Even though Maryland historically required a contractual relationship or its equivalent to impose liability for negligence on a defendent in business cases, a party may now be held liable for negligent misrepresentations absent such a relationship.
Two private lenders filed suit against an accounting firm for allegedly negligent misrepresentations made in connection with loans to a corporate borrower. The borrower corporation was the accountants' client, and the lenders had no contractual relationship with the accounting firm. The plaintiffs claimed that financial reports and audits prepared by the accountants for the corporation mistakenly overstated the corporation's inventory.
Despite the fact that the financial reports were not prepared for the lenders, they alleged that the accountants were aware that they intended to rely on those reports in loaning the corporation over $1 Million. The accountants argued that they had no duty to the lenders because there was no contractual relationship between them. The trial court agreed and granted summary judgment to the accountants. The Court of Appeals of Maryland reversed.
In a negligence case for economic damages as opposed to personal injury, Maryland historically required an "intimate nexus" between the parties satisfied by a contractual relationship or its equivalent. While Maryland courts have been vague in defining what the "equivalent" of a contractual relationship is, the decision in Walpert greatly expands the class of persons to whom a duty is owed.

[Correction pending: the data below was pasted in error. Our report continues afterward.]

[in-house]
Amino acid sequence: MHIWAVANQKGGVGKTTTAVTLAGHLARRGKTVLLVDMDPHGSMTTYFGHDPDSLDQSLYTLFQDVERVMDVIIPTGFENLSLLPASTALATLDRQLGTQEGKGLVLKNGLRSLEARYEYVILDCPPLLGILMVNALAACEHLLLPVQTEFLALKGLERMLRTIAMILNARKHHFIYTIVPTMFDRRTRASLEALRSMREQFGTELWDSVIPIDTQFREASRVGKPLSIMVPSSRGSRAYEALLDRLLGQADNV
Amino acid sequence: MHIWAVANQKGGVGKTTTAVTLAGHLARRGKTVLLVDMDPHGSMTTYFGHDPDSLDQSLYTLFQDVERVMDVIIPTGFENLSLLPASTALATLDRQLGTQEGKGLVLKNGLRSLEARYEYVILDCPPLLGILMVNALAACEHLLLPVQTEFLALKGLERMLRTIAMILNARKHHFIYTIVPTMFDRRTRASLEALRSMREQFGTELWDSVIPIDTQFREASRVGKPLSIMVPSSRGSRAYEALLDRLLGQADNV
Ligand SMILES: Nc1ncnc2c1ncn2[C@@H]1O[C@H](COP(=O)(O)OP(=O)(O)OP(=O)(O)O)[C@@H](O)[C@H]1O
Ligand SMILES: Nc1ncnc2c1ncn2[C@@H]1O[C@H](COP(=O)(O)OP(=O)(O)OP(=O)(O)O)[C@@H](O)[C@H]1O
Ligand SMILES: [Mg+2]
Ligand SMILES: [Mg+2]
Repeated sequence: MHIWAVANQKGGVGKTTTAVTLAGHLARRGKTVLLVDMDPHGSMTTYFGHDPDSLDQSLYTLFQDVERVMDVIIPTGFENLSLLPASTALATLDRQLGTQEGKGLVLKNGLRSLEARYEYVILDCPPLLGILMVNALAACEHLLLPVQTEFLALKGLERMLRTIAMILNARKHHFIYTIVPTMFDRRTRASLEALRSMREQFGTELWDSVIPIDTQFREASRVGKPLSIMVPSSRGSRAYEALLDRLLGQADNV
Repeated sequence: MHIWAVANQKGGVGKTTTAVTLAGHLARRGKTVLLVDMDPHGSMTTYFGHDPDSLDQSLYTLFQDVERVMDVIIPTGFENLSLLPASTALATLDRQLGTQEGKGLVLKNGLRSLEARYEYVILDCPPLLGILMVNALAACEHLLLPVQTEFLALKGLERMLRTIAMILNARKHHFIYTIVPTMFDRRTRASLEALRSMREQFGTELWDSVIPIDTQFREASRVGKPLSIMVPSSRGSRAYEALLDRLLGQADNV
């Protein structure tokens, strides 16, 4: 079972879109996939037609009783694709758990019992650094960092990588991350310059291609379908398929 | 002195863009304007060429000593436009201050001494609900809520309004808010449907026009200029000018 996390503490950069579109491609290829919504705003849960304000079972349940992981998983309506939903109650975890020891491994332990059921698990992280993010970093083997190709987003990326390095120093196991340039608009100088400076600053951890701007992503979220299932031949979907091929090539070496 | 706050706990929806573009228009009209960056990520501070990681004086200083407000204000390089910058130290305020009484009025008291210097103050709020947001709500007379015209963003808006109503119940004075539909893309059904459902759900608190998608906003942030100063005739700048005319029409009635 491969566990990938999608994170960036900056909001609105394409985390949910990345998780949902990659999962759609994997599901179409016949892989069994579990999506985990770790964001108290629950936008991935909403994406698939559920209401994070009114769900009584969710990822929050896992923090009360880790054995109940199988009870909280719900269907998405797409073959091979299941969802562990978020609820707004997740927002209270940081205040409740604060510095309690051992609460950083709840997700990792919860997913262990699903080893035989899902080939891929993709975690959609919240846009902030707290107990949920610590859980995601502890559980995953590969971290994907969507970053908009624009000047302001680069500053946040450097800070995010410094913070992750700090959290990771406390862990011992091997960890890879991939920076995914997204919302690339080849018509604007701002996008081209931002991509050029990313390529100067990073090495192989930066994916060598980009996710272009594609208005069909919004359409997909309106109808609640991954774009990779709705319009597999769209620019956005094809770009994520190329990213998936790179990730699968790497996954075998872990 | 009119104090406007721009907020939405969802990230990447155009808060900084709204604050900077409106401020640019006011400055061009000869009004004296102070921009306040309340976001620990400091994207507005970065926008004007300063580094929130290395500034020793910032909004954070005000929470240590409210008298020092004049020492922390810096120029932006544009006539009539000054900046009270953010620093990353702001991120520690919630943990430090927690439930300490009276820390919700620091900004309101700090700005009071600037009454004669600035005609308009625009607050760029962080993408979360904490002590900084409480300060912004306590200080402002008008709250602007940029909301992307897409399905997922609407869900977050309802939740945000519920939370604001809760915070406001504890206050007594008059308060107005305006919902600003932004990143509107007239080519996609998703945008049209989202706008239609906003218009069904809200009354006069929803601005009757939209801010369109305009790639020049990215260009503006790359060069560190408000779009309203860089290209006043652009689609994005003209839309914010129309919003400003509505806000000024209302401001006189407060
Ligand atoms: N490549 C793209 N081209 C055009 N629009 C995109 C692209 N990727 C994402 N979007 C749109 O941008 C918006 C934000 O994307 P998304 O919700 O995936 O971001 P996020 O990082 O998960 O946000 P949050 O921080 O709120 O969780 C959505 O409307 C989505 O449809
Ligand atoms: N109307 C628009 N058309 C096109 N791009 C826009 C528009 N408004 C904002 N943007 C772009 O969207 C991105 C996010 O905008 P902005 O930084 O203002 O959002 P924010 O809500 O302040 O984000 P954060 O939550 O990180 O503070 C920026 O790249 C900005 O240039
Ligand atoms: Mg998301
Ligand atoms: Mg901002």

A duty may now be owed not only to the parties to a contract but also to third parties that may reasonably rely on the representations made. Moreover, there appears to be no requirement that the financial information be provided directly to the person relying on it. In fact, any evidence showing knowledge on the part of the defendant that another will rely on the information may be sufficient to create a duty and a jury issue.
In the wake of Walpert and the decision in Jacques v. First Nat'l Bank of Maryland, financial institutions and businesses should be careful when providing financial information, documents or advise of any kind to their customers, particularly where the institution has any knowledge that the information might be relied upon by a third party. Be particularly careful when third parties are brought into negotiations. By contrast, if an institution relies on information negligently provided to it by another party in a loan or business transaction, the institution may have a cause of action against that party even absent a contractual relationship. It is advisable to consult an attorney under these various circumstances.